Irish Film Review: Without Name

| May 10, 2017 | Comments (0)

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DIR: Lorcan Finnegan • WRI: Garret Shanley • PRO: Brunella Cocchiglia • DOP: Piers McGrail • ED: Tony Cranstoun • DES: Jeannie O’Brien • MUS: Gavin O’Brien, Neil O’Connor • CAST: Alan McKenna, Niamh Algar, James Browne

Without Name is the hallucinogenic feature debut of Irish director Lorcan Finnegan.  Finnegan comes from a seasoned background in commercial work and shorts, including the acclaimed short film FoxesWithout Name is an Irish psychological horror with strong ecological undercurrents running throughout.

Eric is a surveyor, who strives for order and structure and is highly disciplined and meticulous in certain domains of his life, such as his work. But his personal life is a far more chaotic affair, his marriage is strained; he’s got a lover Olivia (Niamh Algar). As Eric pushes the boundaries of his personal life further, his perceived sense of order is breaking at the seams and into the chaos and uncontrollability of nature, a theme which is at the heart of the film. In this regard, the film is somewhat reminiscent of Ben Wheatley’s historical mind fuck A Field in England, or Lars von Triers Antichrist.

We follow Eric into the forest as he descends from order going on an acidic voyage into the unconscious realm that lurks beneath the surface of waking reality burrowing through the poisonous shrubbery and toxic foliage, down in the dirt. He hovers through the astral plains of his own psyche, and into an abyss of paranoia, a twilight zone of self-loathing and doubt.

Finnegan is clearly a filmmaker of tremendous capacity and vision, and even when it doesn’t entirely work, he doesn’t fail in teasing the promise of his visionary talent. He creates a potent voyeuristic atmosphere which seems to have a stranglehold on the viewer, luring them in, overdosing them with tension. Piers McGrail’s cinematography is a key binding ingredient in the mix. McGrail is on a steady path to mastery, his work gets more refined with each picture, it’s no surprise he’s one of the country’s most sought after cinematographers. McGrail is Finnegan’s brother in arms in helping to serve up the hellish palette of a world that visibly shifts from poisonous to toxic in a heartbeat.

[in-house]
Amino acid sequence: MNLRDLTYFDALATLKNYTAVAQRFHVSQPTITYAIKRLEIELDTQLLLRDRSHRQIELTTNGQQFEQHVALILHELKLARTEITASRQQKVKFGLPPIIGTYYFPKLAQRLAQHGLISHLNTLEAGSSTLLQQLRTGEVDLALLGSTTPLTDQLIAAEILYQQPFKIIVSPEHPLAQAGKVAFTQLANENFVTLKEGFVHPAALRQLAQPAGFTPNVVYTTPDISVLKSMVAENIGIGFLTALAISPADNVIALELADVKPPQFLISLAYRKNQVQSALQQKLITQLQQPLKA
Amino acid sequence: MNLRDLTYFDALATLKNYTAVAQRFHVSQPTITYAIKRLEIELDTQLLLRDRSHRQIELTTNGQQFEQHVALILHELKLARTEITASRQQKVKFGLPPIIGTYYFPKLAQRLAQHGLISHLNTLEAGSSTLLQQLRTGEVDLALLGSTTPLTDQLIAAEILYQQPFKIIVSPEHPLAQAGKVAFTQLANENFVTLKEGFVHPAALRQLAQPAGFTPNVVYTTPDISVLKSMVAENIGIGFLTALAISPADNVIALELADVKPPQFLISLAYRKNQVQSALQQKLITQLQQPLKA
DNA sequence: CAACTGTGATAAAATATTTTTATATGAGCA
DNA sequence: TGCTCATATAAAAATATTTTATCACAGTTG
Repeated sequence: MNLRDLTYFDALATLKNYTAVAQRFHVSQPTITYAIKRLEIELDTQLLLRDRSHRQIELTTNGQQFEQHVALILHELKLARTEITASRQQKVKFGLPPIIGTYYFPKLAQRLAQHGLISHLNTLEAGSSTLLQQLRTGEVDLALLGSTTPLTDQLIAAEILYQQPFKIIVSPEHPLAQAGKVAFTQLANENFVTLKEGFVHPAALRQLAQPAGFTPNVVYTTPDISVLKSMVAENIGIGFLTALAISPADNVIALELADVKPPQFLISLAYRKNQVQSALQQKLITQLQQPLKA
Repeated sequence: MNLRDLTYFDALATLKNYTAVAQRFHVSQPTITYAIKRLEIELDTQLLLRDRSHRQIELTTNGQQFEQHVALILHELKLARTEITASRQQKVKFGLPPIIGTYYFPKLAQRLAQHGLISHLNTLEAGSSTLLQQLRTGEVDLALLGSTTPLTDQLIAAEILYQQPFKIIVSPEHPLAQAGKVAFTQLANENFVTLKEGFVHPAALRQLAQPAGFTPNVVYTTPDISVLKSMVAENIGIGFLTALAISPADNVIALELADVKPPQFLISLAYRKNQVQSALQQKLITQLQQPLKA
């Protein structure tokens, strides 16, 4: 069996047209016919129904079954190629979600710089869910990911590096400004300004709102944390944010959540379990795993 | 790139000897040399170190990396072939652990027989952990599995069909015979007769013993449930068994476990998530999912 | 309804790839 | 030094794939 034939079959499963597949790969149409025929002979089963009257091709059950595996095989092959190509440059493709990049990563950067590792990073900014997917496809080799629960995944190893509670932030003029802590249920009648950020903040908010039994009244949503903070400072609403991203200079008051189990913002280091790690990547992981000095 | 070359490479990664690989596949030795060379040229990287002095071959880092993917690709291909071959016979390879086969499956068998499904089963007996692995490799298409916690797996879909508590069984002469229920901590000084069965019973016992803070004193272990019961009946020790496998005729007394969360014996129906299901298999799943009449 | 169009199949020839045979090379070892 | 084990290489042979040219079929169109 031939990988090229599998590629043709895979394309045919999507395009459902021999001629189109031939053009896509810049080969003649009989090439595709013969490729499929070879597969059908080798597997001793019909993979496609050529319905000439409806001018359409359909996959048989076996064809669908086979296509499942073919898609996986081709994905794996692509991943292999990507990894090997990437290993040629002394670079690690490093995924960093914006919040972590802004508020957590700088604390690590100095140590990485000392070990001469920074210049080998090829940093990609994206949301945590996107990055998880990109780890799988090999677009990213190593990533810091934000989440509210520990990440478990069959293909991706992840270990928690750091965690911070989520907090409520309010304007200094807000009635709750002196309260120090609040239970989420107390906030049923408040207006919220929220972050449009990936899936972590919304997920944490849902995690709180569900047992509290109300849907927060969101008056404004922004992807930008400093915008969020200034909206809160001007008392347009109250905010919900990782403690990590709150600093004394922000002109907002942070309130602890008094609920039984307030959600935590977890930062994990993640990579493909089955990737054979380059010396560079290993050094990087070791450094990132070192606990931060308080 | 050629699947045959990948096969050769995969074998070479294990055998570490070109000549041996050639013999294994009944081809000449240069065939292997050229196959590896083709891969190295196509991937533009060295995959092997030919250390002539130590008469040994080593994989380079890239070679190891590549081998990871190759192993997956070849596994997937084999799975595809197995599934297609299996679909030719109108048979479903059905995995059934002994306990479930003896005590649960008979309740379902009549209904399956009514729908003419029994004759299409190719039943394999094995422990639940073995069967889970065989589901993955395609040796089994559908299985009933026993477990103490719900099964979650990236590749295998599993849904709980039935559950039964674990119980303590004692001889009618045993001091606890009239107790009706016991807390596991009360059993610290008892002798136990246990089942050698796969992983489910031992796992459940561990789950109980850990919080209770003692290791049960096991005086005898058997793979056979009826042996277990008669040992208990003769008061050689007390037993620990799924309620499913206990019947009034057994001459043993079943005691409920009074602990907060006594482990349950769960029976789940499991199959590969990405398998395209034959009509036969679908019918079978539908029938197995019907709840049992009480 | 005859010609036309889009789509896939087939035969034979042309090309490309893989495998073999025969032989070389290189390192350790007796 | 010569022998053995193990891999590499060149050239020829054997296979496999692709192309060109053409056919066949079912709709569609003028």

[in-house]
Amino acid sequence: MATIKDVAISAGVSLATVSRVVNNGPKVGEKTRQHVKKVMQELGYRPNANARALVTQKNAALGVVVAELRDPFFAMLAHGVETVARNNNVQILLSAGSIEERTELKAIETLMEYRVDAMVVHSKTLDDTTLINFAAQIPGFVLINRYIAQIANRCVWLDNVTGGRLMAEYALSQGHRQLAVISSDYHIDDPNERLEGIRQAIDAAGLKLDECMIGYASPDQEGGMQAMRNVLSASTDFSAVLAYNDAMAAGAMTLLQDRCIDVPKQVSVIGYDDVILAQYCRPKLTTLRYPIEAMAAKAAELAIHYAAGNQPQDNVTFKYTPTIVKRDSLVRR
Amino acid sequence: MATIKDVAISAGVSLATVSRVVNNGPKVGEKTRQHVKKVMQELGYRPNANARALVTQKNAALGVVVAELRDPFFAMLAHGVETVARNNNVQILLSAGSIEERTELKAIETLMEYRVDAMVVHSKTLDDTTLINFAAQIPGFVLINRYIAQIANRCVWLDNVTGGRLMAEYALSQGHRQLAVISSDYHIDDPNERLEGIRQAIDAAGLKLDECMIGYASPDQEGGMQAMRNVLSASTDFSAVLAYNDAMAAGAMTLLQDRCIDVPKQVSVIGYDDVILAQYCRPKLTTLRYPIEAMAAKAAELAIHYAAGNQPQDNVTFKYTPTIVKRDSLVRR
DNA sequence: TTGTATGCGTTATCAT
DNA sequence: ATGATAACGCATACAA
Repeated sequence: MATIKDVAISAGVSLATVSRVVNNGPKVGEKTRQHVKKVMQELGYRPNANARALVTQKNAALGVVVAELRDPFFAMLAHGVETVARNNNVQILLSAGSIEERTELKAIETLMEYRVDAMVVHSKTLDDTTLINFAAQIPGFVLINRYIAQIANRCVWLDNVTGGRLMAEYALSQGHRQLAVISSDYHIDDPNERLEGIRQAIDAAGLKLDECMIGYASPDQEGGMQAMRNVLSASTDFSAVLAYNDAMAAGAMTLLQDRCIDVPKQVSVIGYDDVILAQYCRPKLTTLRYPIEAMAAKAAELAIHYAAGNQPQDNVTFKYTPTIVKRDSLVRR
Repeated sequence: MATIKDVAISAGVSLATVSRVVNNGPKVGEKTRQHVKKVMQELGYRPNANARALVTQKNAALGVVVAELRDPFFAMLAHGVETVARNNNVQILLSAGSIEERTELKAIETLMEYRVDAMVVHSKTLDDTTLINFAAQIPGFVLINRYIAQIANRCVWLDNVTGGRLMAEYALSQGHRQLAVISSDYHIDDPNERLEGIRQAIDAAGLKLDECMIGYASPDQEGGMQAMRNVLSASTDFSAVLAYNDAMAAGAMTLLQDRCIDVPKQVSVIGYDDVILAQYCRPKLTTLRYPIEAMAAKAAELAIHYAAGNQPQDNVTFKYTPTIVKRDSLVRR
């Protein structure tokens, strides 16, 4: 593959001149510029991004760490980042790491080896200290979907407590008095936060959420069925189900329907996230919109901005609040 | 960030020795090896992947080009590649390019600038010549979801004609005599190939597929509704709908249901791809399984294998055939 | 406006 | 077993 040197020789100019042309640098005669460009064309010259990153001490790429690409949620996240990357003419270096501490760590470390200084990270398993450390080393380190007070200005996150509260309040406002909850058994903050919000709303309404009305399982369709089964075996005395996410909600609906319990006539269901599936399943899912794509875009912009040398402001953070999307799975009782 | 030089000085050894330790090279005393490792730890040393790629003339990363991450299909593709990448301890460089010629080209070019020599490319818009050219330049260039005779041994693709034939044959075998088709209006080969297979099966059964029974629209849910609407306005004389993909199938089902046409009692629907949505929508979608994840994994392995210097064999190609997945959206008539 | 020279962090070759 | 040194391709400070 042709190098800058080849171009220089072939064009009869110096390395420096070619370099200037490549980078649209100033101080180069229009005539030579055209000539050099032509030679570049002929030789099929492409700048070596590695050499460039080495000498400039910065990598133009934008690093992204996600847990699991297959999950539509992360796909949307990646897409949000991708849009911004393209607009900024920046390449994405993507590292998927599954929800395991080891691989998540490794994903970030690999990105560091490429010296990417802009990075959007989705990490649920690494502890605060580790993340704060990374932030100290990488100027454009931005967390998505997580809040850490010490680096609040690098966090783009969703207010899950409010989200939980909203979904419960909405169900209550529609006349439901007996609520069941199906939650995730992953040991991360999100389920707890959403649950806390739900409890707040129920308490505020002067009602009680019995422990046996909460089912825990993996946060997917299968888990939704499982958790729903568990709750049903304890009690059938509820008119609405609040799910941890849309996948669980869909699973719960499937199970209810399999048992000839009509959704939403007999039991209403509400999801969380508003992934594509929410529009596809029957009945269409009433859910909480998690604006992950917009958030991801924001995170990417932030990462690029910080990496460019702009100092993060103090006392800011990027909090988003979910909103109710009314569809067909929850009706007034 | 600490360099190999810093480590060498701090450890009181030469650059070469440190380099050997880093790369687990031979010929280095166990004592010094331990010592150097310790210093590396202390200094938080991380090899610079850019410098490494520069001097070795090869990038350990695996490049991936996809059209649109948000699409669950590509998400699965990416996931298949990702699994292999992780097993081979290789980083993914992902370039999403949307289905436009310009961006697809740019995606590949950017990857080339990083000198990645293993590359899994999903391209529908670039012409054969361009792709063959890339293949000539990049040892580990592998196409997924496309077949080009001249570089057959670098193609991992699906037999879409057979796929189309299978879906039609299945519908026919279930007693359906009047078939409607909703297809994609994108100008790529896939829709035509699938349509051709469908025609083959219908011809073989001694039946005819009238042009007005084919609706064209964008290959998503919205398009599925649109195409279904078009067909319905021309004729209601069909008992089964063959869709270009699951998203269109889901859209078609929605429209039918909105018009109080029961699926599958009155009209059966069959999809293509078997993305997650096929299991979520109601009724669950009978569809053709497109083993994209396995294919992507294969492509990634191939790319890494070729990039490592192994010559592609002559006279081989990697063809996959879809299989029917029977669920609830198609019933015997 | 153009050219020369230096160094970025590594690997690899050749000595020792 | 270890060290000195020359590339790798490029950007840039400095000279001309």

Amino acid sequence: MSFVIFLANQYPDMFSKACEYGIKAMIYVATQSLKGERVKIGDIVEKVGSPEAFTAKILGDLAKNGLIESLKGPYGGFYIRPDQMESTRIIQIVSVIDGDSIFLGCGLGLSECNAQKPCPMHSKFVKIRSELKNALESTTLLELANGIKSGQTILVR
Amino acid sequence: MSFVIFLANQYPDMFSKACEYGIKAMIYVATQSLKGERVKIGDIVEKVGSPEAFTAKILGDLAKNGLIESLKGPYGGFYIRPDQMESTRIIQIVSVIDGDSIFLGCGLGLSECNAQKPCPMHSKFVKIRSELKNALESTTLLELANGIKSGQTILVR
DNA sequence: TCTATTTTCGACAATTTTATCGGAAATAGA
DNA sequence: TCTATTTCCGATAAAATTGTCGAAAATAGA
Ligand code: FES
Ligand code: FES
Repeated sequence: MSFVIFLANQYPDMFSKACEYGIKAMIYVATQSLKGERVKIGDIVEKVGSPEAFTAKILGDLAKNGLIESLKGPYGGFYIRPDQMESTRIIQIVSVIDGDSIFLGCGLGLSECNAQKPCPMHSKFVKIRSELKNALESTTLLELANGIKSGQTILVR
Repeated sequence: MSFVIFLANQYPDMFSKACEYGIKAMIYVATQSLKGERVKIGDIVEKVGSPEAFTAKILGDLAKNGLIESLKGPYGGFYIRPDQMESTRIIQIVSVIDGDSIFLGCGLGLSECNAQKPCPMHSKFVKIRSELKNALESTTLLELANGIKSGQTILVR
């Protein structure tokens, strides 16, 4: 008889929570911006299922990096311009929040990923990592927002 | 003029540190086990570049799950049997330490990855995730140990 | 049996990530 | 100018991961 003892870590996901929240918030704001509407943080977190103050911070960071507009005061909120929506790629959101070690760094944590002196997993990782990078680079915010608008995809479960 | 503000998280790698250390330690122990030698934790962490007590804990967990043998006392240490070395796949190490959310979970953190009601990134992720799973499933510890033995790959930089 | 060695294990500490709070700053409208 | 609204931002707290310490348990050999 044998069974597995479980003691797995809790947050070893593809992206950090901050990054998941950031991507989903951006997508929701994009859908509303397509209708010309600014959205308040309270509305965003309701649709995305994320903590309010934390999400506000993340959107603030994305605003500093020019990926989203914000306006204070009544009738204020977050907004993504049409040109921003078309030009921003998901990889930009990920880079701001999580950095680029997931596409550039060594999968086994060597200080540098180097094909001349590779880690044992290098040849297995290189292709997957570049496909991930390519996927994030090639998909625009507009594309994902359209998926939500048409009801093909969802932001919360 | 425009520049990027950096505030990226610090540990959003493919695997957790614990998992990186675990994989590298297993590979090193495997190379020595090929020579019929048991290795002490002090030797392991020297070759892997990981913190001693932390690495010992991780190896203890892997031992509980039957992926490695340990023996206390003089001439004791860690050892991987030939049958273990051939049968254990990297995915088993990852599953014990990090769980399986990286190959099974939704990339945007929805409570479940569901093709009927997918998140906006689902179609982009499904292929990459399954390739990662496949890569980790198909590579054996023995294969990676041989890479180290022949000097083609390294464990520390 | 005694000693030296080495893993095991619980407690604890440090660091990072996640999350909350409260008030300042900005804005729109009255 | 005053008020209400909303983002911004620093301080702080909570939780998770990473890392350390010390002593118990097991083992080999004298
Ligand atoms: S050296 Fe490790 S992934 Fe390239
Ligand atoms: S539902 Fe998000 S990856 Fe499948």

Alan McKenna offers a haunting nerve-wrenching turn as Eric, which makes his trip into the forest all the more traumatic. Niamh Algar shapes Olivia with beautiful subtlety, crafting a performance ripe with portent. The cast is further complimented by Olga Wherly as Eric’s wife and Brandon Maher as his teenage son, who both provide intricately grounded performances.

Without Name was written by Garrett Shanley, and the script is loaded with a treasure trove of heady ideas and images, but for me, one of the biggest drawbacks is that these aren’t always motivated through character and lack the emotional richness which perhaps could have elevated their significance. Without Name, seems to operate by means of tribal mechanics, which at times defy logical explanation but which ultimately seem to leave you pulsating with a never ending fear.

Michael Lee

93 minutes
15A (See IFCO for details)

Without Name is released 5th May 2017

 

 

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Category: Cinema Reviews, Exclusives, Featured, Reviews

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